Gardening, Greenhouses, Grow Your Own, Planting, Ross

spring greenhouse

Greenhouses have always been a popular form of gardening. A garden is nice and all, but a greenhouse offers you a small, secluded environment that poses a whole new roster of challenges, even for the seasoned gardener.

For those who are just starting out, though, greenhouses can be something of an unknown entity. What do you grow in them? Why not just keep whatever you DO grow in them outside in the garden? Is it going to be worth all the effort? Well, fret no more, because we’re here to help.

Greenhouses can be used to cultivate any number of flora, but they are at their most potent in the growth of fruits and vegetables. With all that in mind, then, here are just a smattering of the plants that will benefit the most from life inside your greenhouse.


They’re practically a greenhouse staple, and with good reason. Tomatoes thrive in warm, humid environments, which is exactly what they’ll get in a structure made entirely out of glass. Tomato plants and greenhouses go together like bread and butter, and they’re a great place to start if you’re new to greenhouses. Keep in mind, though, that while tomatoes do indeed prefer the warmer conditions of life inside a greenhouse, they do need watering regularly to keep the balance. Most garden hose heads will come with a “mist” function, which is the perfect way to moderate the temperature of your tomatoes and keep them growing strong.


Who doesn’t love a good strawberry? A lot of British gardeners end up giving strawberry growth a crack simply because of their reputation as the quintessential garden fruit. Greenhouses are, just as they were for tomatoes, an excellent place to try your hand at strawberry growth. Strawberries are a shallow-rooting plant, which means they’ll be most comfortable in weed-free environments where they don’t need to worry about competing for space. You’ll need to keep on top of the watering, as ever, but your reward will be a bounty of Wimbledon’s favourite fruits.

strawberry plant

Chillies & Peppers

I suppose it stands to reason that chillies and peppers are both heat-loving plants, given how often we burn the lids of our mouths on them. Both fruits can be a bit of a long job, so if you’re planning on trying your hand with them this year, you might want to think about getting your stuff together early. Ultimately though, given their love of heat, growing them outside amongst the notoriously capricious British weather is a far less reliable tactic than within the confines of a greenhouse.

Amazon Lilies

Amazon Lilies certainly won’t be for everyone, since they require a consistent temperature in the range of 70 degrees to keep them alive. They do also require a lot of sunlight, which is always difficult to guarantee even at the apex of a British summer, but if you can give them what they need, the Amazon Lily will repay you in kind. They can reach up to 60cm in height and can help maintain a sweet scent in your little glass house.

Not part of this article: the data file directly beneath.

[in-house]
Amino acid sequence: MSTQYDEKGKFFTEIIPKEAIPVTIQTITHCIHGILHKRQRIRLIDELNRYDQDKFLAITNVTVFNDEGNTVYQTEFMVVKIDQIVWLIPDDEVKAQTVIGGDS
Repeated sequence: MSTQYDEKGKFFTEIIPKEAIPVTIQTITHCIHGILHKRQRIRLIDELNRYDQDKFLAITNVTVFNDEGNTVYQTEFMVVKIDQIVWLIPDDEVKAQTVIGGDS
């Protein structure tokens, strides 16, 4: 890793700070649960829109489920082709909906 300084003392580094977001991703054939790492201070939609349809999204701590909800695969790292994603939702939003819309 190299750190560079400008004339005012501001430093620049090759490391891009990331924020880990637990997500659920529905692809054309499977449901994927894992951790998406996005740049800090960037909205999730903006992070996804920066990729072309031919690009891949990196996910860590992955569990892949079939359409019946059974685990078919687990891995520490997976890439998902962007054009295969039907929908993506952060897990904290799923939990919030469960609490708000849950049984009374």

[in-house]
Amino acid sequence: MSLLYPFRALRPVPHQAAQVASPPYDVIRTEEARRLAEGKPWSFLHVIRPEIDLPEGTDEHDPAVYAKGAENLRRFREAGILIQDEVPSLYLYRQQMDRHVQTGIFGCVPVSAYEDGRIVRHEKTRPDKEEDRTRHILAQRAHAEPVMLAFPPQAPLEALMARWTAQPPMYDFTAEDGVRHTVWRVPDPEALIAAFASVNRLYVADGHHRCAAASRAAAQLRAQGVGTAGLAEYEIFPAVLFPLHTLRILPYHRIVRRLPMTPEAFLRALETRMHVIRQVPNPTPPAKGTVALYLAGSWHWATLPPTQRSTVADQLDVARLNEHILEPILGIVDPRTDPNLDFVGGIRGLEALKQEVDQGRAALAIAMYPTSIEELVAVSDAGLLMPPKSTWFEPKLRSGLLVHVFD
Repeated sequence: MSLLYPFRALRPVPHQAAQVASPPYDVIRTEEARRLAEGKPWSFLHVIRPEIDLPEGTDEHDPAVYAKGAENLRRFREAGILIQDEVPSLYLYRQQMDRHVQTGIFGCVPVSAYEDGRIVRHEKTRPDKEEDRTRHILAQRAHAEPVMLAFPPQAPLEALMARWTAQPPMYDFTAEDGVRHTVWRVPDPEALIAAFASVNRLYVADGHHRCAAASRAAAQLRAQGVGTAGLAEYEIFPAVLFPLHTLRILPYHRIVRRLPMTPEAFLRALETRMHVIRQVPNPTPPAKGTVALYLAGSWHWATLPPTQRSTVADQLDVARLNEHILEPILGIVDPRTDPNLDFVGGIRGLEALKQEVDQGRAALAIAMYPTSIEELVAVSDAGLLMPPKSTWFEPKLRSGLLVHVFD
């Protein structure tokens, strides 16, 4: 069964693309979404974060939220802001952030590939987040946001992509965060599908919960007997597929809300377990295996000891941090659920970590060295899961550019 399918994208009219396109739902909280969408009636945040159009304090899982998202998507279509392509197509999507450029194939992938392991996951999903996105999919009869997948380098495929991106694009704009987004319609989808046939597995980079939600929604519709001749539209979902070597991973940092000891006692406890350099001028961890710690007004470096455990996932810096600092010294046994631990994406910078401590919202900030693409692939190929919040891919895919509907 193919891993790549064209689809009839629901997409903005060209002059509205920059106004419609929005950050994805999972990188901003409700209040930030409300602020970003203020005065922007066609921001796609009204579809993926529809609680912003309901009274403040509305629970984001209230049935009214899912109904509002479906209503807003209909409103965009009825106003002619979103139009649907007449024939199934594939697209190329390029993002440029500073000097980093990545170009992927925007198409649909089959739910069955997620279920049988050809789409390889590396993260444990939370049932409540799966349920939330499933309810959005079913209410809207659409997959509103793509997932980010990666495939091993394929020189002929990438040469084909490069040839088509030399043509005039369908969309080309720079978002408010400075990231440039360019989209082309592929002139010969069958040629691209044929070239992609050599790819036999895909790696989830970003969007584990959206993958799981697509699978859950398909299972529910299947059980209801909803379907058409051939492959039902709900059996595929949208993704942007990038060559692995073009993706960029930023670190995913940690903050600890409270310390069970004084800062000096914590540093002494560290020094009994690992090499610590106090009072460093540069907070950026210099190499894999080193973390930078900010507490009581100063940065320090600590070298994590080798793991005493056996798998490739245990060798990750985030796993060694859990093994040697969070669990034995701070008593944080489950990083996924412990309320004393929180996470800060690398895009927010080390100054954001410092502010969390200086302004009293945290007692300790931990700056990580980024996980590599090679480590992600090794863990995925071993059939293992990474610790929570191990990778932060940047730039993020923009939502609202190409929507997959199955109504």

amazon lily


Another greenhouse staple, the rose is a world-renowned flower blessed with connotations of love, life and prosperity. Given their wide array of colours, it quickly becomes obvious why so many greenhouse gardeners decide to add them to their collections. Roses have something of a reputation of being delicate little things, constantly in need of protection and cultivation when left in the open elements. The safety of a greenhouse removes some of those irksome fragilities, and allows you the platform to more carefully monitor their progress.


You may or may not have heard someone described as a “hothouse orchid” – I remember it from an episode of Frasier, myself. Anyway, the phrase describes someone who requires pampering or coddling to live happily. It’s no surprise, then, that orchids themselves require many provisions if they are to grow. Humidity is a key part of orchid growth, since the most common orchids were originally imported from the tropics. Naturally then, a greenhouse environment presents the perfect platform to get your orchids cosy, warm and above all else, blooming.


Of course, there’s an entire roster of greenhouse-friendly options available to you. Oranges, lemons, cucumbers, geraniums, salvia, chrysanthemums; the list goes on. The main thing, however, is getting started. If you’ve never owned a greenhouse before, or maybe your greenhouse is looking a little sorry this spring, it’s never too late to try again.